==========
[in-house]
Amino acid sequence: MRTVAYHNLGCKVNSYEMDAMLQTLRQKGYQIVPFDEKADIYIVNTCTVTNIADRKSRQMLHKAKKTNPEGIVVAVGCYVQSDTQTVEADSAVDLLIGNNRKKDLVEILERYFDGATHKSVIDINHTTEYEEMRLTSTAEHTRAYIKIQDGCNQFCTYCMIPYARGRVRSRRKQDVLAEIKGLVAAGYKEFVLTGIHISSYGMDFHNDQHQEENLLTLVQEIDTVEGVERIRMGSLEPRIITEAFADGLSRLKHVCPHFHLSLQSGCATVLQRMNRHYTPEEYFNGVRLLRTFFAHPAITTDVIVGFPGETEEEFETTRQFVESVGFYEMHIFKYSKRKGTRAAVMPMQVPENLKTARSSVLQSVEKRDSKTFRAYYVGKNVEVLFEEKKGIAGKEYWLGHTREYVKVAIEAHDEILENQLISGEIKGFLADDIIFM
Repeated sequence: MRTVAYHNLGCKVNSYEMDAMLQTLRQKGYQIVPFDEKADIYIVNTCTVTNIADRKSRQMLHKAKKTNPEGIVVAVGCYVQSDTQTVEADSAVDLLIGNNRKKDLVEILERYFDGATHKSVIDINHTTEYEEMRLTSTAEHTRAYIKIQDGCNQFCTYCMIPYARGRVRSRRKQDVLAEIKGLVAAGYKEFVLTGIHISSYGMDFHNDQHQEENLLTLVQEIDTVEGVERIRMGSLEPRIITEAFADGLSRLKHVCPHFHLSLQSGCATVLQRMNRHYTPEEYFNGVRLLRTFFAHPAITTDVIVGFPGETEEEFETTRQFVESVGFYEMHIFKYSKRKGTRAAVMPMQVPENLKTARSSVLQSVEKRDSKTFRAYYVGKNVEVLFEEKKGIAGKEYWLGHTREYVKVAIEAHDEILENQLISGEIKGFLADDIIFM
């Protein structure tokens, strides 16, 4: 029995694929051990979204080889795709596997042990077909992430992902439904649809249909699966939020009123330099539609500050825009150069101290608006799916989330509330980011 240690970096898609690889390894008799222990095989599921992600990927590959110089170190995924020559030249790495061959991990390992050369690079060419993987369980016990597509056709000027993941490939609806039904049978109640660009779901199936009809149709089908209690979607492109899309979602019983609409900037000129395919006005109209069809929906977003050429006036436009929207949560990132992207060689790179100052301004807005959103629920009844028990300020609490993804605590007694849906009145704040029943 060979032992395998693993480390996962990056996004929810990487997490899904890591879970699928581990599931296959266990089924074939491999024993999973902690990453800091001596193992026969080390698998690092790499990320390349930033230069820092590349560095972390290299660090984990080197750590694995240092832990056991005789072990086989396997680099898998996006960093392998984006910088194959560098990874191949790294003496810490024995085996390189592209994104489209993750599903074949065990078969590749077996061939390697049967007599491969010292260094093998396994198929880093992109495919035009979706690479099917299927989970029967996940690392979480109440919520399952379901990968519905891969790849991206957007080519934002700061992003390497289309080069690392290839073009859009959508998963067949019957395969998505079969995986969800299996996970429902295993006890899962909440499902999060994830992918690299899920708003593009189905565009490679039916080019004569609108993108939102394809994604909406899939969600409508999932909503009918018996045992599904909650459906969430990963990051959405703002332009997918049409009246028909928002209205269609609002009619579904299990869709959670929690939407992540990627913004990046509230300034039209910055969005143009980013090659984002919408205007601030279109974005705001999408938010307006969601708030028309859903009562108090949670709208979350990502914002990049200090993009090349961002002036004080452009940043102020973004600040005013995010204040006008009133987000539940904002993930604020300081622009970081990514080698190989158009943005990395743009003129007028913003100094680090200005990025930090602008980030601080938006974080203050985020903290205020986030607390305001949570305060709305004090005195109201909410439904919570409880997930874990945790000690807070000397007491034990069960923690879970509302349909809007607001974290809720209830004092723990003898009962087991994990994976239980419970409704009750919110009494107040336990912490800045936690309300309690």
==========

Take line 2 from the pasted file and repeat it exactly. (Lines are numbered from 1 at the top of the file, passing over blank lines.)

Amino acid sequence: MRTVAYHNLGCKVNSYEMDAMLQTLRQKGYQIVPFDEKADIYIVNTCTVTNIADRKSRQMLHKAKKTNPEGIVVAVGCYVQSDTQTVEADSAVDLLIGNNRKKDLVEILERYFDGATHKSVIDINHTTEYEEMRLTSTAEHTRAYIKIQDGCNQFCTYCMIPYARGRVRSRRKQDVLAEIKGLVAAGYKEFVLTGIHISSYGMDFHNDQHQEENLLTLVQEIDTVEGVERIRMGSLEPRIITEAFADGLSRLKHVCPHFHLSLQSGCATVLQRMNRHYTPEEYFNGVRLLRTFFAHPAITTDVIVGFPGETEEEFETTRQFVESVGFYEMHIFKYSKRKGTRAAVMPMQVPENLKTARSSVLQSVEKRDSKTFRAYYVGKNVEVLFEEKKGIAGKEYWLGHTREYVKVAIEAHDEILENQLISGEIKGFLADDIIFM